The past record of EU-NATO cooperation shows that progress can be made, but step-by-step and at a relatively slow pace. As the overall conditions for speeding up the cooperation between the two organisations remain unchanged due to the political blockades of the Turkey-Cyprus problem, it is unlikely that big steps can be taken. At the same time, the EU and NATO could take two other steps. Firstly, there is still scope for fully implementing the existing 22 proposals dating back to 2016-2017. This applies in particular to training and exercises as well as to further exploiting the use of the Hybrid CoE in Helsinki as the information-exchange hub and dating venue for experts. Secondly, future cooperation could be expanded as stated below, including the use of other formats which could offer more potential for deepening cooperation, also in countering hybrid threats.


Expectation management

Adopting a more strategic approach towards countering hybrid threats, whereby the emphasis should lie on the strategic objectives and intentions of (potential) adversaries.

Clearer and publicly identifying the capabilities and comparative advantages of both organisations when it comes to (jointly) countering hybrid threats.

High-level retreats, organised by the Helsinki-based Hybrid Centre of Excellence, should be restarted to explore these issues with EU and NATO staff members together.

Information sharing

Intensifying the exchange of open-source information, for example by creating a digital information-sharing platform in which relevant stakeholders, both civilian and military, could share information and research on hybrid activities. Potentially, certain external stakeholders could be included to some extent as well so as to enhance the ‘whole-of-society’ approach.

Exploring options for a shared communication platform for the exchange of certain classified information, perhaps based on a number of priority categories.

Crisis response

NATO and EU staff should structurally embed the regular exchange of information and scenarios in their coordination and cooperation processes, so that this becomes common practice for both organisations. More efficient synchronisation of the EU’s and NATO’s crisis response mechanisms including creating additional capacity.

Creating a joint roadmap or playbook for a collective response to (hybrid) crises, addressing different scenarios in which a collective response by the EU and NATO would be required and define the respective roles in those scenarios.

In this context, exercises should be organised more often, helping to deepen cooperation between the two organisations and their member states.

Cyber threats

Exploring the potential of making existing organisations, in particular the NATO Cyber CoE, more ‘joint’ to further improve information sharing, staff-to-staff contacts, joint workshops and exercises.

Delineation of responsibility and especially of military tasks with regard to cyber threats: when and how should the EU and/or NATO respond to actual cyber threats?

Development of a set of EU-NATO basic principles or (non-binding) guidelines on what would trigger a joint response would be a useful first step.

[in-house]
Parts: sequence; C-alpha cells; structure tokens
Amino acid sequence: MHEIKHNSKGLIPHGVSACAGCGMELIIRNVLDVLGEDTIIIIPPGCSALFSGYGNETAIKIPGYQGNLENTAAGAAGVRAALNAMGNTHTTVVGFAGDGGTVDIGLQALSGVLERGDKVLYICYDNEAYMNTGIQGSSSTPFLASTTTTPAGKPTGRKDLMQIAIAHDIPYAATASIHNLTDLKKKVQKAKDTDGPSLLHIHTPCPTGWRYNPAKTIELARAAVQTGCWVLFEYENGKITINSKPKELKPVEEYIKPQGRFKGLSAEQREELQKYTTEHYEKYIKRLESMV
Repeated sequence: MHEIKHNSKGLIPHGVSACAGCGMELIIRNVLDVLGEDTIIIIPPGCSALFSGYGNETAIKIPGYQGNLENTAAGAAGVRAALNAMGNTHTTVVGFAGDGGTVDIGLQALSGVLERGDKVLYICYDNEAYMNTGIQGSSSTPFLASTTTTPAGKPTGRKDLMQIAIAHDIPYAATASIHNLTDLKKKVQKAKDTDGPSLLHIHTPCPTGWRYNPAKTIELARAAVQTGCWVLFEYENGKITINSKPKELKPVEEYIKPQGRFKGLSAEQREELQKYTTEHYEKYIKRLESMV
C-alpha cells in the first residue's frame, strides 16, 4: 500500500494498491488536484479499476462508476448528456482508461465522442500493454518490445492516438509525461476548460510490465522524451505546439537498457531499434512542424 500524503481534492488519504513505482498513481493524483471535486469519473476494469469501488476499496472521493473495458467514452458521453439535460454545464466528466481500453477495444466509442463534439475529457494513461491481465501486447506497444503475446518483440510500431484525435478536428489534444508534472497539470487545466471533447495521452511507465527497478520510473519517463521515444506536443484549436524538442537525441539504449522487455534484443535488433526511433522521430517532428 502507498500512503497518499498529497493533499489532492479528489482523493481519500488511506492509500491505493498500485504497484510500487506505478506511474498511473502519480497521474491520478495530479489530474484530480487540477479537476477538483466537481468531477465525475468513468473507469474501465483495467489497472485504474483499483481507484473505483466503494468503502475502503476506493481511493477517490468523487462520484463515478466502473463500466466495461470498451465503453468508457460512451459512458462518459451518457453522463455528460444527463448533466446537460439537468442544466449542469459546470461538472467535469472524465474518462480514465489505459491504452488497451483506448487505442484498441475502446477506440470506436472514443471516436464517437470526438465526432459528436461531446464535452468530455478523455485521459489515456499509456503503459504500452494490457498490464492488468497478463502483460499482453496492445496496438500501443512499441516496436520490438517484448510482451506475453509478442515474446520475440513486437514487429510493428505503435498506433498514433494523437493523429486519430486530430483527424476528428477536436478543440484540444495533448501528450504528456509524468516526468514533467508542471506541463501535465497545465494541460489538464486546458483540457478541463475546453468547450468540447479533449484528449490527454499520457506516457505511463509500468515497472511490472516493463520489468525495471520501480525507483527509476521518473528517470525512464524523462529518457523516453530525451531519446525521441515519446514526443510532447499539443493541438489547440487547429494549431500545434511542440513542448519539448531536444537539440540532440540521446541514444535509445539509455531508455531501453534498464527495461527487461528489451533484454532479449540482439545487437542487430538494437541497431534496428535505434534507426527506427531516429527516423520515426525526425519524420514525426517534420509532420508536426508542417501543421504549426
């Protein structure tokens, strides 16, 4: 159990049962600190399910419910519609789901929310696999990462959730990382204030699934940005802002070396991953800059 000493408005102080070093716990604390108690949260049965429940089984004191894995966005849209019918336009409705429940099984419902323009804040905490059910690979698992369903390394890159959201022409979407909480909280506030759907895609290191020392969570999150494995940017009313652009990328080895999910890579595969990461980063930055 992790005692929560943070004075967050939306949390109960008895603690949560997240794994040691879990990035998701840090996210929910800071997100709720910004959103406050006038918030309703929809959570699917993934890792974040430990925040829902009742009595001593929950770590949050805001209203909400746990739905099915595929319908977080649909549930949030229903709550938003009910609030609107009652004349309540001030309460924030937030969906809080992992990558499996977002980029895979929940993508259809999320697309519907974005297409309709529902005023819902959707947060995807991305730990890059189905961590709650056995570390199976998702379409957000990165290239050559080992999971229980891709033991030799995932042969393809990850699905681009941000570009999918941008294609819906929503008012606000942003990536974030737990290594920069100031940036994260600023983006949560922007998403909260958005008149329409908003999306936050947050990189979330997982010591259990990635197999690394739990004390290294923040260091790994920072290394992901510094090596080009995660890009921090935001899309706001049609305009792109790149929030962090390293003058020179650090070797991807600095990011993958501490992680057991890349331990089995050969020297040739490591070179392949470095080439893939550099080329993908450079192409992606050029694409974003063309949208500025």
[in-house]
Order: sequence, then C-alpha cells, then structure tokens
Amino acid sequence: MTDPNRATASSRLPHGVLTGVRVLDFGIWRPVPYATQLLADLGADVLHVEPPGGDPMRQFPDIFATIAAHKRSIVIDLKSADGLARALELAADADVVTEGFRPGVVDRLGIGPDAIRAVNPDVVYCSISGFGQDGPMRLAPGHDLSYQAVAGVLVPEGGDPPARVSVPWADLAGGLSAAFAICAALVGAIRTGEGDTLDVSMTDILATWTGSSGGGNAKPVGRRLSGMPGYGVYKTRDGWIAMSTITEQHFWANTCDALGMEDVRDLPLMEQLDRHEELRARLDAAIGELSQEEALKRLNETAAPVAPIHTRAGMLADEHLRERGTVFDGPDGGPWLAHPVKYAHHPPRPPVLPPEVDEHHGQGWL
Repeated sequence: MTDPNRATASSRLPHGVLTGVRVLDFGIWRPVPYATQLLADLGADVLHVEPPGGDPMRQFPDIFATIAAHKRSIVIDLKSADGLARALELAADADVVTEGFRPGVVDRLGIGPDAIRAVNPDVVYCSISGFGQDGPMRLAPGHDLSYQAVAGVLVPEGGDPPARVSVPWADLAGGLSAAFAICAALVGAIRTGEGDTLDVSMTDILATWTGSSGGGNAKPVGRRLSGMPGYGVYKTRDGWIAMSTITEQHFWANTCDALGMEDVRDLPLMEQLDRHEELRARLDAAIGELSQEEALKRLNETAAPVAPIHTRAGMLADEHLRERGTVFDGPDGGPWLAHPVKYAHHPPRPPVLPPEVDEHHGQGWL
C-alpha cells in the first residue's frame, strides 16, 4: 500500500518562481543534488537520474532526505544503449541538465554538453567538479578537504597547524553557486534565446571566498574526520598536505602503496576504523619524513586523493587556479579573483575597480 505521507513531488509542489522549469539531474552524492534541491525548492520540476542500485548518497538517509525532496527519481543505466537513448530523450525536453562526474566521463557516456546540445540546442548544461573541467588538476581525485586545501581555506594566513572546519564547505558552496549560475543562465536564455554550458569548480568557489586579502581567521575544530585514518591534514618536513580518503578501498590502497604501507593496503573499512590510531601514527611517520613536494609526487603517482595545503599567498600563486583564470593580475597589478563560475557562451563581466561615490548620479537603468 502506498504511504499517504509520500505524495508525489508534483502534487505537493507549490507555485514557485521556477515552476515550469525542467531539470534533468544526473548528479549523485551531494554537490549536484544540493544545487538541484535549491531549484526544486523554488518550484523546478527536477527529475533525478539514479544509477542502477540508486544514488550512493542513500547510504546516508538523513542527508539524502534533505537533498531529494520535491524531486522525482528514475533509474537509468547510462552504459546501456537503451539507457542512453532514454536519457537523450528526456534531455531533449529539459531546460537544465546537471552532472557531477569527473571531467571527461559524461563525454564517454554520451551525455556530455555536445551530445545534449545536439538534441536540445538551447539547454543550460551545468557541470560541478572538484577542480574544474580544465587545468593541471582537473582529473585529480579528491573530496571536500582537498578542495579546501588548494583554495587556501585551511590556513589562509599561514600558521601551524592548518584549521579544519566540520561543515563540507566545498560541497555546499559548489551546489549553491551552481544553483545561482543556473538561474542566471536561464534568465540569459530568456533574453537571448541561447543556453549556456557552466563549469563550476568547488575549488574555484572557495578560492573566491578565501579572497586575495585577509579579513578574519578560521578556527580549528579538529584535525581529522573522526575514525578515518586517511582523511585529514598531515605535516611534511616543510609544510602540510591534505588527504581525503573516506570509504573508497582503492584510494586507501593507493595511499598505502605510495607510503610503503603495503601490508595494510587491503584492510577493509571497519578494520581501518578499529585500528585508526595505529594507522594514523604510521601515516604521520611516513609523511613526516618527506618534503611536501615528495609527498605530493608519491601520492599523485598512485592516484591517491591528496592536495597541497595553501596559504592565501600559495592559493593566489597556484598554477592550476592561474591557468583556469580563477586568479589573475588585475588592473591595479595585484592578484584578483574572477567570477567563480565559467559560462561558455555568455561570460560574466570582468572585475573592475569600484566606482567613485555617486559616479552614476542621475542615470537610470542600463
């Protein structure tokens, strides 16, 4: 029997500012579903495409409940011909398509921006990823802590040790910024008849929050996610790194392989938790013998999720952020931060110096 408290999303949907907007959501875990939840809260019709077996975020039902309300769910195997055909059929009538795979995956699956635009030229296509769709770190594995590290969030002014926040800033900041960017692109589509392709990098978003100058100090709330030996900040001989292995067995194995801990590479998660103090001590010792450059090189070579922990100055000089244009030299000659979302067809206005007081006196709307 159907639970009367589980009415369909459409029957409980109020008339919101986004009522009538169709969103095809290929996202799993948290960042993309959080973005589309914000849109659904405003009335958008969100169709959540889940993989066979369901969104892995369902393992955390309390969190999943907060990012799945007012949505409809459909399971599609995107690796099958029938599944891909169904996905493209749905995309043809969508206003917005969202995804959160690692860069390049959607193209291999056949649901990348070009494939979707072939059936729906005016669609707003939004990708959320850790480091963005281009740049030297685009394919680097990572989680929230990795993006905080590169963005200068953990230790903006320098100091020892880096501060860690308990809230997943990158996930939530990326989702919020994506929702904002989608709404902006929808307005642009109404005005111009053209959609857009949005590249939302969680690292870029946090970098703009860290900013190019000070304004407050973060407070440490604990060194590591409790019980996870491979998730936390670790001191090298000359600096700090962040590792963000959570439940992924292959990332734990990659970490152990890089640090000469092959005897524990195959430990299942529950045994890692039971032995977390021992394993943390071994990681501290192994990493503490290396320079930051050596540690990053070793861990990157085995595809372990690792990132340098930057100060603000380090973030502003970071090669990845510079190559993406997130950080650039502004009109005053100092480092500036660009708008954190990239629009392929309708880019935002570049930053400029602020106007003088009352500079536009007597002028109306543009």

Increasing the number of joint scenario exercises, including a change of mindset from a reactive to a proactive approach: more regular organisation of joint counter-hybrid exercises (with a specific focus on resilience); a joint EU-NATO taskforce for resilience building; and clarifying the delineation of responsibilities between the EU and NATO.

Bolstering resilience in the area of disaster relief by expanding the cooperation between NATO’s Euro-Atlantic Disaster Response Coordination Centre (EADRCC) and the EU Emergency Response Coordination Centre (ERCC), starting with exchanging best practices and lessons learned. Include pandemics in (joint) exercises.

Assess the potential roles of the EU and NATO in areas such as general societal resilience, the resilience of critical infrastructure, protecting the stability of democratic systems, and financial and economic resilience.

New EU-NATO Joint Declaration

Insert in this Declaration, to be released in December 2021, a more strategic approach by the two organisations in countering hybrid threats, such as a delineation of responsibilities and listing additional areas of counter-hybrid cooperation.

Other formats

Noting that the existing limitations in EU-NATO cooperation will continue, explore the use of other formats, such as: third countries’ participation in Permanent Structured Cooperation projects; using other European security and defence cooperation models; and explore the cooperation potential in the EU-US dialogue context.

Discuss options for cooperation with partners, in particular with countries challenged by hybrid threats from China, as called for in the EU Strategy for cooperation in the Indo-Pacific.

Actions to be undertaken by the Netherlands

Inject constructive ideas into debates within both organisations, bridging various perspectives and sensitivities, while realising that patience is required to allow other member states to overcome sensitivities or not to chip in because of other priorities or a lack of specific resources.

Introduce and generate discussion on ideas and suggestions for EU-NATO cooperation in bilateral and subregional formats (such as the Benelux and the Nordic Group) and with larger European countries (France, Germany, the UK).

Ensuring high-quality staff in key positions by allowing national public servants to stay longer in a position or to return more often to positions in EU or NATO. Coordinated efforts to promote able candidates to key staff positions and strategic secondments to gain more influence in practical staff-to-staff cooperation are an option as well.

Information from interviews.